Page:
New Risk to Family Cohesiveness: Impact to individual goals and life plans

New Risk to Family Cohesiveness: Impact to individual goals and life plans by the increasing lifespan of baby-boomer generation. Take the Steps Now to Put the Oxygen Over Your Own Face First and Decide Who Will Make Your Health and Financial Decisions If You Are Unable To Do So.

Another risk to family cohesiveness is the impact of increased lifespan to individual goals and life plans. Traditional risks included the illness, death or incapacity of a key family figure. In the family business and in the co-ownership of investment and commercial assets, the new risk is the increased work lifespan of the older generation, which results in the delayed succession of the middle generation. In essence, with the older generation in good physical and mental health and working far longer, the middle generation may in effect be knocked out of position and never get its day in the sun. By the time the older generation decides to move along, the individual goals and life plans of the middle generation may have been passed by; and the baton may be passed to the next generation. This new risk can be mitigated by intentional strategic planning and clear communication among all generations as to what the expectations are for the working lifespan and when the baton should/will pass.

Strategies to Mitigate the Risk of Increased Lifespan to the Ability to Control Your Own Health and Affairs and the Risk to Next Generation’s Life Plans:

1. Understand that estate planning is much more than what happens when you die; in an increasingly aging population that is living longer disability or incapacity planning is essential. Make sure you have in place the legal mechanisms so that you can be taken care of in the way you desire. It is important we all remember what the flight attendant says every time you board a plane- if the cabin pressure changes and the oxygen mask falls down put that mask over your own face first –it is only when you do put the mask over your own face that you will have the strength to protect others. In other words, protect yourself first.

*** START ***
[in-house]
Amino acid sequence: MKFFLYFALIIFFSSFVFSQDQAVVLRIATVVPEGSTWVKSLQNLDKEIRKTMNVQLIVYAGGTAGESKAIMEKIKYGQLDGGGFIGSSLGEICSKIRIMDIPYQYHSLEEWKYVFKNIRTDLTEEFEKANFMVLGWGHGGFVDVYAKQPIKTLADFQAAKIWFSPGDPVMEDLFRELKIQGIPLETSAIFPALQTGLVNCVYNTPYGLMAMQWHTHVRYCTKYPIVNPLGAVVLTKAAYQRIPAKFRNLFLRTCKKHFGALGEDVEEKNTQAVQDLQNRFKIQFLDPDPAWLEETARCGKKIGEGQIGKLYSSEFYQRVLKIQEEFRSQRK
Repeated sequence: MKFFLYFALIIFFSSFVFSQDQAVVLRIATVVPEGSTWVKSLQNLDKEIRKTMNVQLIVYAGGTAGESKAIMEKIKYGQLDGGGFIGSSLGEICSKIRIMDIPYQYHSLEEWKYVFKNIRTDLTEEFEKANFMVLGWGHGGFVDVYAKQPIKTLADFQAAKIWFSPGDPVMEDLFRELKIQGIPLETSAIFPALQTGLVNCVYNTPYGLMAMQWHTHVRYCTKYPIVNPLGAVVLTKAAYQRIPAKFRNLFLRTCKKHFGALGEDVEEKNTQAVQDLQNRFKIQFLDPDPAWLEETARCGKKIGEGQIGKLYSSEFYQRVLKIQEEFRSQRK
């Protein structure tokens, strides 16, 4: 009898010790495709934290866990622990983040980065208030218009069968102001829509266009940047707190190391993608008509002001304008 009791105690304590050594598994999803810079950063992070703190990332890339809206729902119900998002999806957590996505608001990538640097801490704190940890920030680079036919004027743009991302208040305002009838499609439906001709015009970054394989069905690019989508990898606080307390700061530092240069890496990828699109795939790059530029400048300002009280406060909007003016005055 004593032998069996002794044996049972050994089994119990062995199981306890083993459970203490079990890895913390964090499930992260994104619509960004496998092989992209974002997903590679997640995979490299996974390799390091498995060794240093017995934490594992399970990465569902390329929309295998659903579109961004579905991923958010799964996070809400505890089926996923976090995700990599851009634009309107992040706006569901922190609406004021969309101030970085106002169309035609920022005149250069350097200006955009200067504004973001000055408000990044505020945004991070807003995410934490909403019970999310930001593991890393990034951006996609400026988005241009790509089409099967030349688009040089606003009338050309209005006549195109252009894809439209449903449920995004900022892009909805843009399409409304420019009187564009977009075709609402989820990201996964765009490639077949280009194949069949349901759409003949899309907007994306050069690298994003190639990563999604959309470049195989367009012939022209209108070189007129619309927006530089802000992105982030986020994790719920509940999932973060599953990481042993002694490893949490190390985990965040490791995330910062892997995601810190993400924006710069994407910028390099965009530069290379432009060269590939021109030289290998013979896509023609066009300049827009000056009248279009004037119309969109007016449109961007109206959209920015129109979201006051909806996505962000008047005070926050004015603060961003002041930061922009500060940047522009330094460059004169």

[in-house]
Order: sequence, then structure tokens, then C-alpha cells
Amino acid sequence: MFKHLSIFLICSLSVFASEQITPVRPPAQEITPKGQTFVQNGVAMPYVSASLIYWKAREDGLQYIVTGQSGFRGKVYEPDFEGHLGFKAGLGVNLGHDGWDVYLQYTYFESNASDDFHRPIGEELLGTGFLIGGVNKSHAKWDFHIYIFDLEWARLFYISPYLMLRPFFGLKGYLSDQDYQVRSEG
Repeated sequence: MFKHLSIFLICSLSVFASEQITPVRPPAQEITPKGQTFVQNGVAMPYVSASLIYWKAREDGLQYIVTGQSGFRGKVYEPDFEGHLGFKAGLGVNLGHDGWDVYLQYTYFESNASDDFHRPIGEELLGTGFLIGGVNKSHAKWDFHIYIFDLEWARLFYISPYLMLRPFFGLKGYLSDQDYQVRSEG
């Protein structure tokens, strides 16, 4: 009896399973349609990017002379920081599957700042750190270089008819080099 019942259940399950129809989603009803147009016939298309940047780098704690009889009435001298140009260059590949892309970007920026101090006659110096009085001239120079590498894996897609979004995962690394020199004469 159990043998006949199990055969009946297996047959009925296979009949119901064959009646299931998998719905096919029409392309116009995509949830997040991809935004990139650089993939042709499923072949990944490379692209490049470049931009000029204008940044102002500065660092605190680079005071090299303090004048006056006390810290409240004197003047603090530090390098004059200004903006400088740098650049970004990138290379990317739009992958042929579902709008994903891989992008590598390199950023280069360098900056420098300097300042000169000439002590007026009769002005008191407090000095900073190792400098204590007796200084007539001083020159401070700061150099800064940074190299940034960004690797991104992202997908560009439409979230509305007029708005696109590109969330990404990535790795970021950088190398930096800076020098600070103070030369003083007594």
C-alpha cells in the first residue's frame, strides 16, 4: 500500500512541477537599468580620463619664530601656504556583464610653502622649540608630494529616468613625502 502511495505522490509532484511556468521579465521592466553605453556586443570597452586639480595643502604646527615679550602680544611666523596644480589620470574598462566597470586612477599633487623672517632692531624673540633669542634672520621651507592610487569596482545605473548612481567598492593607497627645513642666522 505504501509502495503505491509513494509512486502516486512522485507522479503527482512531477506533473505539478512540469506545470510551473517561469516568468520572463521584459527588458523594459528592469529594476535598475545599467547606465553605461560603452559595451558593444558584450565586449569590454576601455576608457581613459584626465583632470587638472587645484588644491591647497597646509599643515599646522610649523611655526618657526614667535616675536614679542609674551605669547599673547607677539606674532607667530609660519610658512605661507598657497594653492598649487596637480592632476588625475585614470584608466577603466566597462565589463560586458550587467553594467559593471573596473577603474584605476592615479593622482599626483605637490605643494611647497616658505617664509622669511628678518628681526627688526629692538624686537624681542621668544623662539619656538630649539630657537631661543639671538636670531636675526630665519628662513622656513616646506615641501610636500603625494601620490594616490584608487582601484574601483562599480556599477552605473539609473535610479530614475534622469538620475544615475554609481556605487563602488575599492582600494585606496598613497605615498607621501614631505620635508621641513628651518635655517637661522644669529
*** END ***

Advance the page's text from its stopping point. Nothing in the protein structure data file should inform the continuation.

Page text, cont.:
2. Make sure the documents that will protect you if you are unable to care for yourself (Health Care Proxy and Durable Power of Attorney) are up to date and the way you want them.

A Health Care Proxy is a document in which you give the authority to an agent to make medical care decisions if he/she becomes unable to make them. The document can authorize everything, including minor and routine medical involvement, and can give the agent access to all your medical records. It can authorize someone to supervise your care if you are incapacitated, to consent to have you undergo certain types of treatment or to have them withdraw from treatment; to make hospital or nursing care arrangements; and to employ or discharge caregivers.   It can also empower the agent to make such major decisions as whether or not to terminate your life.

Under federal law, only one person at a time can be named as health care agent, but a Health Care Proxy can name a succession of people as alternatives.  This is done so that someone else can take over if, for instance, both spouses are in the same car crash, and neither one of them is in a condition to make medical decisions.  A copy of the Health Care Proxy should be given to your primary care physician and becomes part of the medical record.

As with a financial Durable Power of Attorney, in the health care area, couples usually designate each other to make medical care decisions and list their children as successor agents.  The health care agent must be someone they trust, who shares your value system, who is willing to perform the task and who has a clear understanding of what your preferences are.

It is prudent to update this document regularly, and, when it is updated, to make sure that the most recent contact information for those who have been designated to make health care decisions (including all telephone numbers and cell phone numbers) are current. If the Health Care Proxy was executed prior to The Health Insurance Portability and Accountability Act of 1996 (known as HIPPA) then the document must be updated. Under HIPPA, if you do not expressly waive your right to privacy in writing, hospitals and physicians do not have the legal right to speak with the health care agent or to release medical information to that person.

Choose a Health Care Agent. This important person may have different titles in different states (such as “health care agent,” “health proxy,” “patient advocate,”  “attorney-in-fact,” “health care representative,” or “health surrogate”), but the responsibilities are the same.  The official requirements for health care agents also vary from state to state, but most states simply specify that the person must be an adult (over 18) and must be someone who does not work for your health care provider or for an adult care facility in which you are residing.

It is good to designate both a health care agent and a successor agent (choice #1 and choice # 2), in case you need help at a time when the agent you have chosen is not available.  You should decide which child to choose, and if you have  no spouse or children, which friend or relative to choose.